VAERS reports of adverse events in people who received COVID-19 vaccines don’t demonstrate that these events were caused by the vaccines; evidence does not indicate COVID-19 vaccines caused Bell’s palsy and deaths

CLAIM
“Thousands of COVID Vaccine Injuries and 13 U.S. Deaths Reported in December Alone”; “In December, 3,916 COVID vaccine-related adverse events, including 13 deaths, were reported to VAERS”
DETAILS
Inadequate support: The 3,916 adverse events attributed to the COVID-19 vaccines are based on the number of reports made in the U.S. Vaccine Adverse Events Reporting System (VAERS). However, while VAERS records adverse events occurring after vaccination, reports don’t demonstrate causal relationships between a vaccine and adverse events.
Misleading: The article cites instances of adverse events like Bell’s palsy and death occurring post-vaccination as “vaccine injuries”, implying that the COVID-19 vaccines caused these events (the post hoc ergo propter hoc fallacy). However, simply because an event occurred after vaccination does not mean that vaccination caused the event. Furthermore, some of the events cited were unrelated to the vaccine or were of dubious origin.
KEY TAKE AWAY
Both COVID-19 vaccines approved for emergency use by the U.S. Food and Drug Administration were thoroughly reviewed for safety and efficacy before approval. The U.S. Vaccine Adverse Events Reporting System (VAERS) enables the public and healthcare providers to report adverse events that occur after they received a vaccine. While VAERS serves as an early warning system for potential problems with vaccines, determining whether there is a causal link requires further investigation into these reports. VAERS data only tells us that an adverse event might have occurred after vaccination; on its own it cannot prove that vaccines caused the adverse event.

FULL CLAIM: “Thousands of COVID Vaccine Injuries and 13 U.S. Deaths Reported in December Alone”; “In December, 3,916 COVID vaccine-related adverse events, including 13 deaths, were reported to VAERS”

REVIEW


An article published in mid-January 2021 by Children’s Health Defense, an organization that opposes vaccines, claimed that thousands of adverse events related to the COVID-19 vaccine, including deaths, were reported in December 2020. The organization based this claim on data from the U.S. Vaccine Adverse Events Reporting System (VAERS). The article received more than 15,000 interactions on Facebook and more than 6,000 shares in less than a week, according to social media analytics tool CrowdTangle.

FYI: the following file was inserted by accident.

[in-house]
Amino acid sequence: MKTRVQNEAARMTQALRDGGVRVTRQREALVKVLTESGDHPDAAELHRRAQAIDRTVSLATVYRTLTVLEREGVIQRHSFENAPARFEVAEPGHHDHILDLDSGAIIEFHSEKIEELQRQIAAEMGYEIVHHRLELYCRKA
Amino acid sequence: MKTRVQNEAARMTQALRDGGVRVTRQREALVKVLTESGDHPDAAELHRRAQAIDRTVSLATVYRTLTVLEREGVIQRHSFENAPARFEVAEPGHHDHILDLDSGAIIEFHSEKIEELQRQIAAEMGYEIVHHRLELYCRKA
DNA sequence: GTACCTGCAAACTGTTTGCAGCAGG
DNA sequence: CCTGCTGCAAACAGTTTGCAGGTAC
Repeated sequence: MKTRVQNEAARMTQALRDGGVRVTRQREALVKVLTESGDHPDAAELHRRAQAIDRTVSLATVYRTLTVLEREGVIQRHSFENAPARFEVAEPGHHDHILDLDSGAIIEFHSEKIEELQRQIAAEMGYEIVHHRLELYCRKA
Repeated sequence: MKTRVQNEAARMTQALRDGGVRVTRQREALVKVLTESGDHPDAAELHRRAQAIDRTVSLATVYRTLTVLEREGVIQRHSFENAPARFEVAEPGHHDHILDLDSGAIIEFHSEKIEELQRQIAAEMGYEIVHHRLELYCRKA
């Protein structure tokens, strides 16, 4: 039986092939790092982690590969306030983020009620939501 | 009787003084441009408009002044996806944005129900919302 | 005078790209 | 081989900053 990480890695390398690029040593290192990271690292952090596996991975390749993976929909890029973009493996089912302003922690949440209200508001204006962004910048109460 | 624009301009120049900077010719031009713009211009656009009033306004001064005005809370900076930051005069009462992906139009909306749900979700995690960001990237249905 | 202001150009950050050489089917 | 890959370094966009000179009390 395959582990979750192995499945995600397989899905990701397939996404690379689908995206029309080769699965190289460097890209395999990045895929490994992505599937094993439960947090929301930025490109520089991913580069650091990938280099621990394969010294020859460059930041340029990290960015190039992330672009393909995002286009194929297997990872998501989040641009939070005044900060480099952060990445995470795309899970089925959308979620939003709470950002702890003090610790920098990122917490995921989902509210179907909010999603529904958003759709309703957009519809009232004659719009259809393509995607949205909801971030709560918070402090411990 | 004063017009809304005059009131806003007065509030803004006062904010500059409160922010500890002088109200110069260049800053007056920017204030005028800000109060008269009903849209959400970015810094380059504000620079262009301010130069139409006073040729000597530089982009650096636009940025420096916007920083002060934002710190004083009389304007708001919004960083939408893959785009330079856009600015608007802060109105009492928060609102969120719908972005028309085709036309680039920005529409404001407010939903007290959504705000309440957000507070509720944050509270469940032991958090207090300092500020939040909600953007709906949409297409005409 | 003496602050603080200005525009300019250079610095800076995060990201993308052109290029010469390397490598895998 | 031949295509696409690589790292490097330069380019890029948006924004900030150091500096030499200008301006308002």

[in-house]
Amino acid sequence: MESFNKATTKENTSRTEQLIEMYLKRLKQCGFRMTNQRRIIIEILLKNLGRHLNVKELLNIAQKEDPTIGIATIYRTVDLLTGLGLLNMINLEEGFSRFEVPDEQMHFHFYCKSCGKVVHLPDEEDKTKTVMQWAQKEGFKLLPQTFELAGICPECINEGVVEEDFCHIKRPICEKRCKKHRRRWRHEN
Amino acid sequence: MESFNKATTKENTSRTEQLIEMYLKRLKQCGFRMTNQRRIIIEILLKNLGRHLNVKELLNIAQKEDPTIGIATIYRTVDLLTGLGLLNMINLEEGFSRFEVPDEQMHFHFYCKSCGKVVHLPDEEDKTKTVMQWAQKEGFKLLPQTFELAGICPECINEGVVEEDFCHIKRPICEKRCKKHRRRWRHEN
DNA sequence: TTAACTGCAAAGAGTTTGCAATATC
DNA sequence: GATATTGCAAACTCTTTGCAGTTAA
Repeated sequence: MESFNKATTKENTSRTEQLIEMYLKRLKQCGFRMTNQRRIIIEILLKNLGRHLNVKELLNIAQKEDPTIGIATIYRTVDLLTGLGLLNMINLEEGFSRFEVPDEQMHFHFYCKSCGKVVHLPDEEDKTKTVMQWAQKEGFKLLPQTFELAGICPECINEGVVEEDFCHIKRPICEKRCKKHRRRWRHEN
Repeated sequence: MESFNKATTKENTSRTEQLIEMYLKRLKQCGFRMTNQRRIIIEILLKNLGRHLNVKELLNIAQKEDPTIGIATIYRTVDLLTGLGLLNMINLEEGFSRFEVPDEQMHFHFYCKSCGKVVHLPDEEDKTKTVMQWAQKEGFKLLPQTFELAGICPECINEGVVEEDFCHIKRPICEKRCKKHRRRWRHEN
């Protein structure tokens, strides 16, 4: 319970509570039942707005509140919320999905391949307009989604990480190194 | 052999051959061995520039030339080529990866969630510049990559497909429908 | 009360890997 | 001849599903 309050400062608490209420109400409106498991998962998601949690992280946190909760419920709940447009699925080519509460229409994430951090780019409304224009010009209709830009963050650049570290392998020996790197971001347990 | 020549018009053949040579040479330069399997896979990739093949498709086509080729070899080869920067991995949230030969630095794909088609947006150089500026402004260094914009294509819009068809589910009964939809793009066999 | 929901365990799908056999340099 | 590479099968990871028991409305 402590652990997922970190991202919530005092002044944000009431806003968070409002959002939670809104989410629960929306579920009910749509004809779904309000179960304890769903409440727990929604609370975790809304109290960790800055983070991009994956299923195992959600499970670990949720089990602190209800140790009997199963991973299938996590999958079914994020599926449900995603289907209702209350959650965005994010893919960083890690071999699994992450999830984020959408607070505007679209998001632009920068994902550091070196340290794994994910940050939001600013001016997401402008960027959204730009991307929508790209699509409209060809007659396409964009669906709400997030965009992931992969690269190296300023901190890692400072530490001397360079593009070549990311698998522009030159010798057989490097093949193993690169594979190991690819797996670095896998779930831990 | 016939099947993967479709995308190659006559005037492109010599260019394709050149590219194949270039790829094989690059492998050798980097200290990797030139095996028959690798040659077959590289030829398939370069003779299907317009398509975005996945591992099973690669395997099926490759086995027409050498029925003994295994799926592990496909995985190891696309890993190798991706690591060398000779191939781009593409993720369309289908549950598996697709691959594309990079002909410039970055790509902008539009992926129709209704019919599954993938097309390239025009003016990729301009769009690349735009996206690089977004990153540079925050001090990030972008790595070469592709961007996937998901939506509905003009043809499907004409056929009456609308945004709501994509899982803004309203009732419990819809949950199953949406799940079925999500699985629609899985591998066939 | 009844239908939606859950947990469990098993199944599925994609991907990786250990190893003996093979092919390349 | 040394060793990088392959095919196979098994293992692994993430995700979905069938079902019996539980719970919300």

VAERS provides the general public and healthcare workers with an avenue to report adverse events occurring in people after they were vaccinated. The system is co-managed by the U.S. Centers for Disease Control and Prevention (CDC) and the U.S. Food and Drug Administration (FDA). It serves as “a national early warning system to detect possible safety problems in U.S.-licensed vaccines”, which “can provide CDC and FDA with valuable information that additional work and evaluation is necessary to further assess a possible safety concern.”

As we explain below, the article is inaccurate and misleading in its use of VAERS data.

VAERS reports alone don’t demonstrate a causal relationship between a vaccine and an adverse event; COVID-19 vaccines found to be generally safe

The term “adverse event” describes any health problem that occurs in a person after they received a vaccine, regardless of whether the event was caused by a vaccine. For example, deaths by road traffic accidents are also listed in VAERS as adverse events, but are obviously not caused by the vaccine. In fact, VAERS even accepts reports about someone who turns into the Hulk, a Marvel Comics character, after vaccination.

Citing VAERS reports as evidence that vaccines are harmful is a common feature of vaccine misinformation. Health Feedback previously reviewed claims that were based on VAERS reports and found them to be inaccurate or unsupported. The article by Children’s Health Defense claimed that “In December, 3,916 COVID vaccine-related adverse events, including 13 deaths, were reported to VAERS”. By labeling these adverse events as “vaccine-related”, the article implies that all reports of adverse events were caused by the vaccine.

However, VAERS makes it clear that its data is not meant to demonstrate a causal relationship between an adverse event and a vaccine: